“What’s National is what’s true”

Loukas Tsoukalis, President of ELIAMEP and professor at the School of International Affairs, Sciences Po, Paris. 

When considering foreign policy issues, especially in tense times when vital national interests are at stake, the question often arises of whether and to what extent one can express views that differ from the official line promoted by the country’s government at a given time. This is not an easy question to answer, and no answer is unassailable. In a democracy, of course, it’s up to each of us to decide, according to our personal sense of responsibility. Because you can’t have censorship in a democracy.

In Greece, the hard patriotic line used to divide ‘us’ from ‘them’ – ‘them’ being our enemies – leaves little room for differing opinions. This line delineates national rights rather than national interests, because the other side can have interests as well. And precisely because national rights cannot be disputed, the hard patriotic line leaves little room for dialogue – much less for negotiations – with the other side in a given dispute. And it leaves even less room for compromise – a notion with a meagre tradition in our political culture. In other words, a true and hard-line patriot has no doubts. He is ever vigilant, with his rifle at hand. And he demands the same of everyone else. And, according to this hard-line patriot, those who do not fall into line lack national consciousness. He holds the measure of patriotism.

But might this, after all, be the right line when the country is facing an aggressive neighbour that keeps escalating its provocations and demands, as Turkey is doing now, with a president who is attempting to unilaterally impose what he thinks is right? Mr. Erdogan obviously feels that might makes right. In such an instance, is there really any point in talking about dialogue and negotiations or referring to our own errors, exaggerations and omissions?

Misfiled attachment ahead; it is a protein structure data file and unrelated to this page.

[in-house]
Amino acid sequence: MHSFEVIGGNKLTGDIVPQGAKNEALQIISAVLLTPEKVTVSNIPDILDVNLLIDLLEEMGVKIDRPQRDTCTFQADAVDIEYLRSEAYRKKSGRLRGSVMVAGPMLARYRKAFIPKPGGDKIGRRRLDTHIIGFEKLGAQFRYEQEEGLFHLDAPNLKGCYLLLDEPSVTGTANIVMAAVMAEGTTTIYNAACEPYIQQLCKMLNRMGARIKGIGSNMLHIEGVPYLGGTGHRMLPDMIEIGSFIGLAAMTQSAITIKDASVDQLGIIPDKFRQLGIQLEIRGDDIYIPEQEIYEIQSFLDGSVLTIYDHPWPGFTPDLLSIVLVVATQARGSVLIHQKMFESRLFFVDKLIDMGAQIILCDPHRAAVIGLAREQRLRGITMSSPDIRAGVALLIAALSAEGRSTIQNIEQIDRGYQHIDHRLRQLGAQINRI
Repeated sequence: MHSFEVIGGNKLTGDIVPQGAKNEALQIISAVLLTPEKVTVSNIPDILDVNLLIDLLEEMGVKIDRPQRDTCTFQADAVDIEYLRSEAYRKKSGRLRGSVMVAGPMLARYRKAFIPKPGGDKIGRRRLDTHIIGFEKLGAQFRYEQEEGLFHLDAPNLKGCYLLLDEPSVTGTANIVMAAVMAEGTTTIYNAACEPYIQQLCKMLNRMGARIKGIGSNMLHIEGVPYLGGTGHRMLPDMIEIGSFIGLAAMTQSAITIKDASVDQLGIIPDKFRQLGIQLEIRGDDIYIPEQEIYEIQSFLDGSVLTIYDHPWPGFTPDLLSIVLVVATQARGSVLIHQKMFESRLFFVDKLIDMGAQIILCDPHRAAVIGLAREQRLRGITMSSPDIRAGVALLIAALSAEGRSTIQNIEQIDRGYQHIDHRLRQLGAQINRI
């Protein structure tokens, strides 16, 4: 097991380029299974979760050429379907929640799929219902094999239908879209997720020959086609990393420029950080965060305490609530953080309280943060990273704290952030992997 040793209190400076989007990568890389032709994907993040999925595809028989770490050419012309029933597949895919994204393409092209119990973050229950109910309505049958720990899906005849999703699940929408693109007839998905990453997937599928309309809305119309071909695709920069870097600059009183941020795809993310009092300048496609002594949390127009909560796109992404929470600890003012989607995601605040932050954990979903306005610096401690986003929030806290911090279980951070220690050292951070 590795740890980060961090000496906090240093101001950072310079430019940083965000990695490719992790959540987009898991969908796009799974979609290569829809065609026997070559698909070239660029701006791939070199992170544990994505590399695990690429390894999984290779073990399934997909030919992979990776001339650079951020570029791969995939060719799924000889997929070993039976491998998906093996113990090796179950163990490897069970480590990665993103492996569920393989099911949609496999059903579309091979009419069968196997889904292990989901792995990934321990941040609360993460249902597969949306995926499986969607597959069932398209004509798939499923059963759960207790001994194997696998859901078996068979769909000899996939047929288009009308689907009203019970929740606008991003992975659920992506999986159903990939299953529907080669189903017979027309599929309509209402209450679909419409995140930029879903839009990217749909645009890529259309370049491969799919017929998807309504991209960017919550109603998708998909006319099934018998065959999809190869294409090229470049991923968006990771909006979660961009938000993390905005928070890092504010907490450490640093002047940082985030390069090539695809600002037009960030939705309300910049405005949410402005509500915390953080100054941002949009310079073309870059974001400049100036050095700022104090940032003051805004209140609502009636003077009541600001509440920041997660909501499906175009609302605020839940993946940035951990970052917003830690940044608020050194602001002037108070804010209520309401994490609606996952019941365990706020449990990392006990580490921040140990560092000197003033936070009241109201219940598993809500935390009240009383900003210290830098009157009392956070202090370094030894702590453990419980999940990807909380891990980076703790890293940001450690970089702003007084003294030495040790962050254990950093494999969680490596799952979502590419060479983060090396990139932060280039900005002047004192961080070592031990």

I think there is, and I will try to explain why, very briefly. As a country that believes in peaceful coexistence and rules of law, Greece must always be willing to engage in dialogue with its neighbours, but on the strict condition that the dialogue is not taking place under threat. If and when our neighbour is again ready for such a dialogue, we have to be ready too. We have to make this clear to everyone, and we have to mean it. Which means not adopting the view of our own hard-liners, which is that, because they think we’re right about everything, we have nothing to discuss with Turkey. In the past, and not just with Turkey, such views have taken us to impasses. And the cost was high.

Can we talk about exaggerations in our negotiating positions when our neighbour isn’t holding the same conversation? Aren’t we undermining our foreign policy by doing so? The lines are thin here, and one must tread carefully, especially in times of crisis. The exaggerations of one side fuel the exaggerations of the other side, creating a vicious cycle. At some point, we have to break this vicious cycle. But can we break it on our own? One of the biggest differences between Turkey and Greece right now is that Greece has true democracy, with free expression of differing views, and not just the view that one person imposes on everyone else.

This difference is one of our most powerful weapons. We are patriots because, first and foremost, we defend our freedom, for every individual woman and man. Pericles put it best in his famous Funeral Oration, which he delivered in Athens two and a half thousand years ago. Democracy and pluralism of views are also key to our country’s credibility with its partners and allies. To face an opponent effectively, we cannot do as it does.

What’s national is what’s true, as our poet laureate once said. Let’s take him at his word. If we do, our country will come out of this stronger.

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